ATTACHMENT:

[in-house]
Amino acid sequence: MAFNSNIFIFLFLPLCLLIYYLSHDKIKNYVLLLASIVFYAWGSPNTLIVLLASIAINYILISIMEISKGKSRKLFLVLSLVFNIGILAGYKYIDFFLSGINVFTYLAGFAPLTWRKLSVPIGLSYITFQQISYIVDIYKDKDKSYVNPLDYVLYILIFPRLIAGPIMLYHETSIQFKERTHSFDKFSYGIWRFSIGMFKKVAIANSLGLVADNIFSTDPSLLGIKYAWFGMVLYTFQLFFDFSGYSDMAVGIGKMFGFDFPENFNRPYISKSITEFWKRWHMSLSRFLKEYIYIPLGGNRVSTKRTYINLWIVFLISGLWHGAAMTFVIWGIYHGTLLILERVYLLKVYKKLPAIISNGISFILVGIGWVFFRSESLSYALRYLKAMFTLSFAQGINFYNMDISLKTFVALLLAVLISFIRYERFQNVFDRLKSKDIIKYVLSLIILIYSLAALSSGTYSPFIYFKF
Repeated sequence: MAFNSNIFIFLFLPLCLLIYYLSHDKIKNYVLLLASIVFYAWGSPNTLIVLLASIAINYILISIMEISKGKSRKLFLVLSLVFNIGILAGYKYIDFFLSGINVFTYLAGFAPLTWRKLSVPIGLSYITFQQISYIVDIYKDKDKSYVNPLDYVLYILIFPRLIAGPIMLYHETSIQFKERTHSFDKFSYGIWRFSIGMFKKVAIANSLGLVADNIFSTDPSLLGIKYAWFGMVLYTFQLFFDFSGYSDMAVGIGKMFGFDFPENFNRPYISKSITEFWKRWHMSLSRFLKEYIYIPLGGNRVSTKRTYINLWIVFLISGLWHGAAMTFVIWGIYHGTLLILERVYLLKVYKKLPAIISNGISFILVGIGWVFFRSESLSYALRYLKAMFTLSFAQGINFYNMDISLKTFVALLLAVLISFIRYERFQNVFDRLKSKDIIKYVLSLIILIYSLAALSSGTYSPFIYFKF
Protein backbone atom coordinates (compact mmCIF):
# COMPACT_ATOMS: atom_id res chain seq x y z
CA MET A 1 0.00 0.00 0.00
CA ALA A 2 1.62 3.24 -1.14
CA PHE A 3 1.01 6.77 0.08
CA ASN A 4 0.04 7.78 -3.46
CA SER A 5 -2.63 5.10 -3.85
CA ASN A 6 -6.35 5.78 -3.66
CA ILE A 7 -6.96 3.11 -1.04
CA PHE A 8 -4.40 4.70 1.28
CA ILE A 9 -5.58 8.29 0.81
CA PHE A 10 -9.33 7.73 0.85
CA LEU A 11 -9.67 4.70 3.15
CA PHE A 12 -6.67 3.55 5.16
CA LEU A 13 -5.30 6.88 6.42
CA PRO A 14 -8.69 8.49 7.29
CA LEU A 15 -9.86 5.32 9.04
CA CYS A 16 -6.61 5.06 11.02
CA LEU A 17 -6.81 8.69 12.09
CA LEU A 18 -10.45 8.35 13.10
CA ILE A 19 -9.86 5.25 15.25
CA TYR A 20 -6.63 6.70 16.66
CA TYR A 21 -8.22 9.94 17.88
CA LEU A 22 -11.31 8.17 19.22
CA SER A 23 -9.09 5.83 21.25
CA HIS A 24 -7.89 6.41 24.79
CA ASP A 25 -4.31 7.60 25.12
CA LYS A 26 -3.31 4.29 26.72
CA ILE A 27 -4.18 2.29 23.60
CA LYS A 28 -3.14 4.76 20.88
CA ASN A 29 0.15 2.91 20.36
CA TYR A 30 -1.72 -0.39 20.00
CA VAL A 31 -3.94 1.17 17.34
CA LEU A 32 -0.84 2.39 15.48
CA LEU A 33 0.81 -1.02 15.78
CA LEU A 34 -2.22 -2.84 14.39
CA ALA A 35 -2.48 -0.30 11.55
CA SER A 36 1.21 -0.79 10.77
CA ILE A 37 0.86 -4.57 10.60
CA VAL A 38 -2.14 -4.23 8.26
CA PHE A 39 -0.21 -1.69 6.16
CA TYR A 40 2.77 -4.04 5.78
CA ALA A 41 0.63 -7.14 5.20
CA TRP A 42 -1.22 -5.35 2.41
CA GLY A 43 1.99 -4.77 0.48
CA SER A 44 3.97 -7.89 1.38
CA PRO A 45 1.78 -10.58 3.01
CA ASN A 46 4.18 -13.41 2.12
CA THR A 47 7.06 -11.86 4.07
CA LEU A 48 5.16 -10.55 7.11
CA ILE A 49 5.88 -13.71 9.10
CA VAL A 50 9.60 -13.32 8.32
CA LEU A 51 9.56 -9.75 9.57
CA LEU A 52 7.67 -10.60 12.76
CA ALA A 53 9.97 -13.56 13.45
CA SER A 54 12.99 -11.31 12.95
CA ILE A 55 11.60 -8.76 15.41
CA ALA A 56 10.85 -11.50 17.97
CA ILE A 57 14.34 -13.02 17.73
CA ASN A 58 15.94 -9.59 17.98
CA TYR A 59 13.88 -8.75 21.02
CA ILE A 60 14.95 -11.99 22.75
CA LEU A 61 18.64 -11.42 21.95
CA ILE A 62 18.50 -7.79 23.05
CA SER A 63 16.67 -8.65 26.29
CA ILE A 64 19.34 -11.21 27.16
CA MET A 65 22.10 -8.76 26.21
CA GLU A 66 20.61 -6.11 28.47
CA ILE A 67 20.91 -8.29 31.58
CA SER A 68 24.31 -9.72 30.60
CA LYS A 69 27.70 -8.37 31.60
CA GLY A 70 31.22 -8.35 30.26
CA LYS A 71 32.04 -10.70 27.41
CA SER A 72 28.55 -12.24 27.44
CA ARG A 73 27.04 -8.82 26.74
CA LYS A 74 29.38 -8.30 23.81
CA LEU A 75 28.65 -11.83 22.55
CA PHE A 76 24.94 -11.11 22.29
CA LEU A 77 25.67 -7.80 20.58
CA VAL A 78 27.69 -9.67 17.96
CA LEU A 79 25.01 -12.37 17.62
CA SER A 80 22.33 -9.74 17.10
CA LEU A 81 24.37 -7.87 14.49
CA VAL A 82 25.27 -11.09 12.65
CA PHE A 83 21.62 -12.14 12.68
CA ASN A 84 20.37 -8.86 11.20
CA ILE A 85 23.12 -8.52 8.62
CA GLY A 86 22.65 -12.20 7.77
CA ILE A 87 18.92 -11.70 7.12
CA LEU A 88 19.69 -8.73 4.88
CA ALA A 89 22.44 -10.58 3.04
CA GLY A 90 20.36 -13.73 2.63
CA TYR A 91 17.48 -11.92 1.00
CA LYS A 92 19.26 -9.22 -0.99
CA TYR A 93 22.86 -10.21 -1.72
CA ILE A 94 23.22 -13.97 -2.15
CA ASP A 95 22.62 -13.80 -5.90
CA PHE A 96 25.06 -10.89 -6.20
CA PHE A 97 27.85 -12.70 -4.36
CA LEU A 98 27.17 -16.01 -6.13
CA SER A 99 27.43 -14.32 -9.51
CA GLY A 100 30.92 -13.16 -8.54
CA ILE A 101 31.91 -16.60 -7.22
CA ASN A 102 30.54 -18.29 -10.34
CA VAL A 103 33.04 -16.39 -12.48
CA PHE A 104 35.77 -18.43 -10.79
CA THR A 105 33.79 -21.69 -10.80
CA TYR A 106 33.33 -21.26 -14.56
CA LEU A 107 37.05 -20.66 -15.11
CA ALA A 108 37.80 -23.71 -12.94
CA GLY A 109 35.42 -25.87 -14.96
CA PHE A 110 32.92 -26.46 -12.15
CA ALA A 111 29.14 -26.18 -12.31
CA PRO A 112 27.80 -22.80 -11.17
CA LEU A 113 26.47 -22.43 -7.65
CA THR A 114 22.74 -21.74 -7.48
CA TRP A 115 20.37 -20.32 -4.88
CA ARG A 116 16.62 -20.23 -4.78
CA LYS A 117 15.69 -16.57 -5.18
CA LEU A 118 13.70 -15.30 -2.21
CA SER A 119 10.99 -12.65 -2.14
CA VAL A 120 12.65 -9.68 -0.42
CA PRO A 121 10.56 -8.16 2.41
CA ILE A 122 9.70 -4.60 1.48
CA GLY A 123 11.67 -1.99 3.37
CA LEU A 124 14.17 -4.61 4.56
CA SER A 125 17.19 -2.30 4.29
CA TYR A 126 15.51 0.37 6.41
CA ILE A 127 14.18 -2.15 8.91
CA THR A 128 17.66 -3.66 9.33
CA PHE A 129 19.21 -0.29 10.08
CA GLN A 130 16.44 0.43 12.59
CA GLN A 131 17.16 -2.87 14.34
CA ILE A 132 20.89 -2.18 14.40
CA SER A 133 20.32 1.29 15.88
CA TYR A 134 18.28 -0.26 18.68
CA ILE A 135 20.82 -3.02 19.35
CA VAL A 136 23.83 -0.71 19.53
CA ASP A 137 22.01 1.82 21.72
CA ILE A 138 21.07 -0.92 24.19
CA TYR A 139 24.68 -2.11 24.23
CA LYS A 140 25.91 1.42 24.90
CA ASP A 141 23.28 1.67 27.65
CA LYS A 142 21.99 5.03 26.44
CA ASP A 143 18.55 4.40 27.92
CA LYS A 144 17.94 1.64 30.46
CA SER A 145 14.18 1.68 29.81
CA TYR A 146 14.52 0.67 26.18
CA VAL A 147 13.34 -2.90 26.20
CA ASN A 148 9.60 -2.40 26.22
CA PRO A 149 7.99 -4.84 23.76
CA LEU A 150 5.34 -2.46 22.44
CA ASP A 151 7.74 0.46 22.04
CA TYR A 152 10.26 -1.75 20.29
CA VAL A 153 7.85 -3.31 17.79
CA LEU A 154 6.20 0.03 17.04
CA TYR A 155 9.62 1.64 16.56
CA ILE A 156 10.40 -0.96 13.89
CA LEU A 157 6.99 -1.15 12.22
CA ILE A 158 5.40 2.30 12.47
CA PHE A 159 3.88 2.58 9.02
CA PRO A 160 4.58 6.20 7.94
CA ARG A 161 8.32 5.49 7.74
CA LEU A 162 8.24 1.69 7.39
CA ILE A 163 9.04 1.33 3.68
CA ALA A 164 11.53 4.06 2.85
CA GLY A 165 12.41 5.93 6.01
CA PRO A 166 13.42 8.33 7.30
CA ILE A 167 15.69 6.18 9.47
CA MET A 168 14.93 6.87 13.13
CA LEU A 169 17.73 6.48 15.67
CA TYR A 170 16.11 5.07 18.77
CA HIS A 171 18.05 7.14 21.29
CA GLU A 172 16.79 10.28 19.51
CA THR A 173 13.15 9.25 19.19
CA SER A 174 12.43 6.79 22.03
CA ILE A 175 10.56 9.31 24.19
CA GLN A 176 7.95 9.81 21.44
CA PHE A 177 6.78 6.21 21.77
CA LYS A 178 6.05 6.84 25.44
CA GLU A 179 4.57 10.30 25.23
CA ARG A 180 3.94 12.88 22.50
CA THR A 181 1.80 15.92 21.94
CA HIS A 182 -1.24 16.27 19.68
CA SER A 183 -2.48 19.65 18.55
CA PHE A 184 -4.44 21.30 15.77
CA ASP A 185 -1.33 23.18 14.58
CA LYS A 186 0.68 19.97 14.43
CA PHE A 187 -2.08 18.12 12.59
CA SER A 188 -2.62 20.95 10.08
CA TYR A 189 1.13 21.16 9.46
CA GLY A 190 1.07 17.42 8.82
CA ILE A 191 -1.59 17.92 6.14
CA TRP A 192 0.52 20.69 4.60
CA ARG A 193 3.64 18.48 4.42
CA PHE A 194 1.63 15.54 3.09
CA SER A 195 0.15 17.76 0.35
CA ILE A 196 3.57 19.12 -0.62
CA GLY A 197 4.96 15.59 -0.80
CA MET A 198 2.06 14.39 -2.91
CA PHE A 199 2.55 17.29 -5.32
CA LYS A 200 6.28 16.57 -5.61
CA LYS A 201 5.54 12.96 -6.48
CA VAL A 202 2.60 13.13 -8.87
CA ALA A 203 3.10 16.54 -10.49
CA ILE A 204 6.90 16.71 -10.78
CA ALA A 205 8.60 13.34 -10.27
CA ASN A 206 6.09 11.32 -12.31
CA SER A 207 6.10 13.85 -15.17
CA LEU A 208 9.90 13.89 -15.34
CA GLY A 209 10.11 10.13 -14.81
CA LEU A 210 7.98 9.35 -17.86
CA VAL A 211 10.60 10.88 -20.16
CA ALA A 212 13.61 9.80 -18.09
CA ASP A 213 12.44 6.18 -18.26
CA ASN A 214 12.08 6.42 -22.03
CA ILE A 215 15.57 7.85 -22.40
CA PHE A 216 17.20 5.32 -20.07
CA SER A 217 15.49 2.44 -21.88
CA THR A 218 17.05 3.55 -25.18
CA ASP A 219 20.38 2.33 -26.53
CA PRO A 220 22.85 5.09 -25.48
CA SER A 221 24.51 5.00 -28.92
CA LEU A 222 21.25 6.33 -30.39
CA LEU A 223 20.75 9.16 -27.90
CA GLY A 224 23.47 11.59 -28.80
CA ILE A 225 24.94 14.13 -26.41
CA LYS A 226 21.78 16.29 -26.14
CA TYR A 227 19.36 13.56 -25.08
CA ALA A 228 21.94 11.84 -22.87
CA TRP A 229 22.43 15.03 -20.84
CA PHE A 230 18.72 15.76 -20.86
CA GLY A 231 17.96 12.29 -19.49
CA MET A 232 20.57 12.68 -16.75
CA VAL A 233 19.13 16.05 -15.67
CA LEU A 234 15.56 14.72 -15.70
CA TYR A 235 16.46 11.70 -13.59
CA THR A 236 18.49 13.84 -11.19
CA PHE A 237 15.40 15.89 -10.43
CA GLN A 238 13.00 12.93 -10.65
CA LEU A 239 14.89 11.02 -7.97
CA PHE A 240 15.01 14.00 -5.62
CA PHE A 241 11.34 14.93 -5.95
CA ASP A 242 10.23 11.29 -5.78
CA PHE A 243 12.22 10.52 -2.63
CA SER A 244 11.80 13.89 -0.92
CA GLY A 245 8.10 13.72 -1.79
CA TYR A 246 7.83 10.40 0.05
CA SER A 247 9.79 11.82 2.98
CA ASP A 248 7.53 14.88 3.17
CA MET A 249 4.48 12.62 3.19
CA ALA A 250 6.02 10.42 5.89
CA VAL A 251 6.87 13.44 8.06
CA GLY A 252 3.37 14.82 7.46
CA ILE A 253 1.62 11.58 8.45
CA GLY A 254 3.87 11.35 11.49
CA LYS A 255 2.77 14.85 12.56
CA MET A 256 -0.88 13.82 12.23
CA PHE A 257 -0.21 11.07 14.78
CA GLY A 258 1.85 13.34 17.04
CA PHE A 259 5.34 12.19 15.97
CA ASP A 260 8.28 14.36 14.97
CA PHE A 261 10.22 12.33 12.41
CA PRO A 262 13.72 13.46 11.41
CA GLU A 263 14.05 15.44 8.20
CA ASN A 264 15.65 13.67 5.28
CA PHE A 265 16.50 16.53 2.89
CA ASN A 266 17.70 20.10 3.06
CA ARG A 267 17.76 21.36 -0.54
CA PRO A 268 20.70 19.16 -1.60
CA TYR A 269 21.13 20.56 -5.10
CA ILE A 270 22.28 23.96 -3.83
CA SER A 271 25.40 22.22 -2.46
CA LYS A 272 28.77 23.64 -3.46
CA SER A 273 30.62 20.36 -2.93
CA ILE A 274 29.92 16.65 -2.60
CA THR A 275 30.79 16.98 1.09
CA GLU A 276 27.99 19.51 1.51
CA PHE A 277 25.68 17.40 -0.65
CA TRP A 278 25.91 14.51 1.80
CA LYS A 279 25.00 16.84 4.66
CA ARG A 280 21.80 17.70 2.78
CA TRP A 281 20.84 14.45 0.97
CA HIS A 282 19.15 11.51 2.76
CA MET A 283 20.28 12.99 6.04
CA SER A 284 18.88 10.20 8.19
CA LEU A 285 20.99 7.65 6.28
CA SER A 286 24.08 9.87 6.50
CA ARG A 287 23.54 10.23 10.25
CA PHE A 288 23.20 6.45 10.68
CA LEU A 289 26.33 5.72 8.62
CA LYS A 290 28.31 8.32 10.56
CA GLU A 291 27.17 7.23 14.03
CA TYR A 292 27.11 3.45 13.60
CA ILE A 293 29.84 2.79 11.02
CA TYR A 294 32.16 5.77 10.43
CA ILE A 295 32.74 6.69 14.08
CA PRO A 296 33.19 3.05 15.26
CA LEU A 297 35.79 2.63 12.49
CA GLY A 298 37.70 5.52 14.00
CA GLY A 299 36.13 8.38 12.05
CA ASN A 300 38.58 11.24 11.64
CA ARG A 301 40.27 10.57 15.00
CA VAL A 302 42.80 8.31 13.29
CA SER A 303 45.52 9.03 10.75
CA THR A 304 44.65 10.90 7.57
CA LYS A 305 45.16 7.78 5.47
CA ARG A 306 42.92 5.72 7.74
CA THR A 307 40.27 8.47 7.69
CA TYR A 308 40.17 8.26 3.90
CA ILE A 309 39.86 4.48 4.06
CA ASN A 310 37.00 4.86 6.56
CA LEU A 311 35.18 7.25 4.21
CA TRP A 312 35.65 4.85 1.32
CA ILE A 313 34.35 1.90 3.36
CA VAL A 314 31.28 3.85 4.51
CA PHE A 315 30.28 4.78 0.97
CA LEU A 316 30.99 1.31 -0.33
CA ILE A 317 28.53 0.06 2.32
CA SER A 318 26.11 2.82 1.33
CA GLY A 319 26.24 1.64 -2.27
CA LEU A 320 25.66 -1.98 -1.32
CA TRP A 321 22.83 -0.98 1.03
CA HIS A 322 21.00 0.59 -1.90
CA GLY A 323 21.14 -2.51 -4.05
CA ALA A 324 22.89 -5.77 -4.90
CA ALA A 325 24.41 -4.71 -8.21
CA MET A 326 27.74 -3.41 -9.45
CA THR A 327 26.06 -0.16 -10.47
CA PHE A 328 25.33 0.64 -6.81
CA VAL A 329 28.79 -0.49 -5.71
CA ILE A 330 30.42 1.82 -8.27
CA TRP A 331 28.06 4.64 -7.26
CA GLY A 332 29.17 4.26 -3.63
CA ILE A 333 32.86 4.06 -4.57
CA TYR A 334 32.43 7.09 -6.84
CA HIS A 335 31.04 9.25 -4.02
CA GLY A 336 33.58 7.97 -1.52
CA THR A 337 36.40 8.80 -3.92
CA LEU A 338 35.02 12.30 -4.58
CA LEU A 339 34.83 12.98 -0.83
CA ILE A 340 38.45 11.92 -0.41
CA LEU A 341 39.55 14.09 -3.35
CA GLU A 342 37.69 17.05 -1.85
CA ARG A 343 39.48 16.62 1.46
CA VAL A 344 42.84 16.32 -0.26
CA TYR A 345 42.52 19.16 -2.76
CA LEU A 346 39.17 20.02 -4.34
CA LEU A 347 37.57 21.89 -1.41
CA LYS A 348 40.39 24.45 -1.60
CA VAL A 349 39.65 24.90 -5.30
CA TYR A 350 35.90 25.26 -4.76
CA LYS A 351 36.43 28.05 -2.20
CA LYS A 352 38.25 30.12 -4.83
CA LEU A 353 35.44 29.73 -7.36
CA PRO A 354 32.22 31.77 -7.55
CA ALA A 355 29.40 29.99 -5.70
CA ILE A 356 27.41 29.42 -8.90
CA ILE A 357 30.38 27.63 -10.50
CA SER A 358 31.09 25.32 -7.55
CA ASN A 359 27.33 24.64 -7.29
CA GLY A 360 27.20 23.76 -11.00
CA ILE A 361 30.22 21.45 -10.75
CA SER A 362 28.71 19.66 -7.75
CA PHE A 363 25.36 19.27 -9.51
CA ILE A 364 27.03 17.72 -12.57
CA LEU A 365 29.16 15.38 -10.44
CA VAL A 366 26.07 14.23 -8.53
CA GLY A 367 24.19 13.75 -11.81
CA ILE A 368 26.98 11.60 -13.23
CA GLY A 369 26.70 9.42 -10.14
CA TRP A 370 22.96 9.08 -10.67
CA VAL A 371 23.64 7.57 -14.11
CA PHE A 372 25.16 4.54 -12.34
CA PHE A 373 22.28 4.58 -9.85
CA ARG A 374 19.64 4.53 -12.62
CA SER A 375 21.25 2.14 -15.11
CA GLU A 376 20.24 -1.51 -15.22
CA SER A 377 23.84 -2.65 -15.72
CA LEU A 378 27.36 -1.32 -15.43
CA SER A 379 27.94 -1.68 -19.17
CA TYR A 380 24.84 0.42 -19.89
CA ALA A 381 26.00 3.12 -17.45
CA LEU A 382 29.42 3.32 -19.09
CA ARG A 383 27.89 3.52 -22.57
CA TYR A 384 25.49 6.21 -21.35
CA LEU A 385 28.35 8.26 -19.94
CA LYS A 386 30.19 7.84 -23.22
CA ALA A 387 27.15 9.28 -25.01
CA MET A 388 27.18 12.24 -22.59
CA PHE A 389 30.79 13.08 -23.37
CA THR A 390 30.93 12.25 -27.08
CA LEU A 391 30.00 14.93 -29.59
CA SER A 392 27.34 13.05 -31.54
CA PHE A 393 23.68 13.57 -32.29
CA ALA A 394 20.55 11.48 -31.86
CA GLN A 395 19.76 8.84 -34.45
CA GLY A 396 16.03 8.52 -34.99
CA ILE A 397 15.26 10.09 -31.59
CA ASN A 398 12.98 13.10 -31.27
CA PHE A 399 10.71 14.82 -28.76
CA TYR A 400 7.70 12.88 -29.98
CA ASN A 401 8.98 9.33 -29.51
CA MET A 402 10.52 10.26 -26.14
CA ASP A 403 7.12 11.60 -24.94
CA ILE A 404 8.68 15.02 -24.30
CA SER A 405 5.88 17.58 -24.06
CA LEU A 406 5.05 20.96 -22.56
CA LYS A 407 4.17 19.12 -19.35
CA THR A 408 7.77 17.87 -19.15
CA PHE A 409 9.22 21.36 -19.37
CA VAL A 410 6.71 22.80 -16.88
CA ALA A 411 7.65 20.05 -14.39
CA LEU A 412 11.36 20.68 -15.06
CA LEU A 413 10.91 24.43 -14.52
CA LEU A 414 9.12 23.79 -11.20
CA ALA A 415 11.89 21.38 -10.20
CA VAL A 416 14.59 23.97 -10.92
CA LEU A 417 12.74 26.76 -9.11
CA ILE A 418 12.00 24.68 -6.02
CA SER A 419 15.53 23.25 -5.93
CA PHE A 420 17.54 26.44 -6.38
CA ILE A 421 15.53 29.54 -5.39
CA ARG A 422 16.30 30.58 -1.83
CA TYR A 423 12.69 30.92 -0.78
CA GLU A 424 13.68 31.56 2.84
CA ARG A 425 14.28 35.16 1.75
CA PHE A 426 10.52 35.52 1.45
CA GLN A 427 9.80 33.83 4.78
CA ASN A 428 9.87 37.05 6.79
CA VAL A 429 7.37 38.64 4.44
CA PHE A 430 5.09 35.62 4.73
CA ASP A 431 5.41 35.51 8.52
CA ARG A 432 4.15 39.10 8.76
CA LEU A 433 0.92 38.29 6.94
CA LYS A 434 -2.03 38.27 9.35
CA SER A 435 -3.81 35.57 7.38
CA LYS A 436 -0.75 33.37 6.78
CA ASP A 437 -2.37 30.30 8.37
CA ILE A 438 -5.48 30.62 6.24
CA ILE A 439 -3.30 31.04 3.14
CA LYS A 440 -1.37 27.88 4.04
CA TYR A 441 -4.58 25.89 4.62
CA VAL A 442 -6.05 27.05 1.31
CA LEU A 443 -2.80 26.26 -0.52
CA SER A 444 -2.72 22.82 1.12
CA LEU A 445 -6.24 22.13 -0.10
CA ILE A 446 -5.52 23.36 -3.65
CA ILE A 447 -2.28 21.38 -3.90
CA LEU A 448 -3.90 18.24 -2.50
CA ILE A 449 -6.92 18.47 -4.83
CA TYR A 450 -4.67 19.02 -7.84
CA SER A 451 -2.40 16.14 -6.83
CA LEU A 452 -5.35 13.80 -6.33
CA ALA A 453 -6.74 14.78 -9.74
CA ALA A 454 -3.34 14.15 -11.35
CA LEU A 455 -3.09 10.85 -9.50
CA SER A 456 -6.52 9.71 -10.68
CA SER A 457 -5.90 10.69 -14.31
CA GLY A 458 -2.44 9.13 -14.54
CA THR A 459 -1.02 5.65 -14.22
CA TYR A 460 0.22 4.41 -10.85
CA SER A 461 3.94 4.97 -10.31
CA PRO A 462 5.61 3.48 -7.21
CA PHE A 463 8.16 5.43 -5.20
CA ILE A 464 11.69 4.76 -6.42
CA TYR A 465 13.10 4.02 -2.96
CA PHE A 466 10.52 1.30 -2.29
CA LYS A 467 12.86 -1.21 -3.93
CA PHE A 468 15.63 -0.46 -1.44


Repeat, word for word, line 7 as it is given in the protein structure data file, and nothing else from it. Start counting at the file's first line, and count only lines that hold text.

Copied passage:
CA ALA A 2 1.62 3.24 -1.14